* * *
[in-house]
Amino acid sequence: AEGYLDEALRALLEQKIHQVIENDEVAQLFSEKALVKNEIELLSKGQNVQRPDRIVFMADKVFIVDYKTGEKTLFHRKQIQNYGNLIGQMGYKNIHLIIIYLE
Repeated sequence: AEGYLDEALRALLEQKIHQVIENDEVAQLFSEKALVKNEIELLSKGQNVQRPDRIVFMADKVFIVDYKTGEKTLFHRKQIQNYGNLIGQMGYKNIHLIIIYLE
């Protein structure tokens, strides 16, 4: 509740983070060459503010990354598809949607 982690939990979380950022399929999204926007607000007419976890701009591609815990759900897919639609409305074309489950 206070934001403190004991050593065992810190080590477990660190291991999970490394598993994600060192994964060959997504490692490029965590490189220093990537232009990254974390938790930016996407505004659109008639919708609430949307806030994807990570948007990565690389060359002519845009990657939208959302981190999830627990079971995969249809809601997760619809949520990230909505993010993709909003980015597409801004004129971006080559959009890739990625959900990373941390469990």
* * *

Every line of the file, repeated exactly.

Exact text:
[in-house]
Amino acid sequence: AEGYLDEALRALLEQKIHQVIENDEVAQLFSEKALVKNEIELLSKGQNVQRPDRIVFMADKVFIVDYKTGEKTLFHRKQIQNYGNLIGQMGYKNIHLIIIYLE
Repeated sequence: AEGYLDEALRALLEQKIHQVIENDEVAQLFSEKALVKNEIELLSKGQNVQRPDRIVFMADKVFIVDYKTGEKTLFHRKQIQNYGNLIGQMGYKNIHLIIIYLE
């Protein structure tokens, strides 16, 4: 509740983070060459503010990354598809949607 982690939990979380950022399929999204926007607000007419976890701009591609815990759900897919639609409305074309489950 206070934001403190004991050593065992810190080590477990660190291991999970490394598993994600060192994964060959997504490692490029965590490189220093990537232009990254974390938790930016996407505004659109008639919708609430949307806030994807990570948007990565690389060359002519845009990657939208959302981190999830627990079971995969249809809601997760619809949520990230909505993010993709909003980015597409801004004129971006080559959009890739990625959900990373941390469990």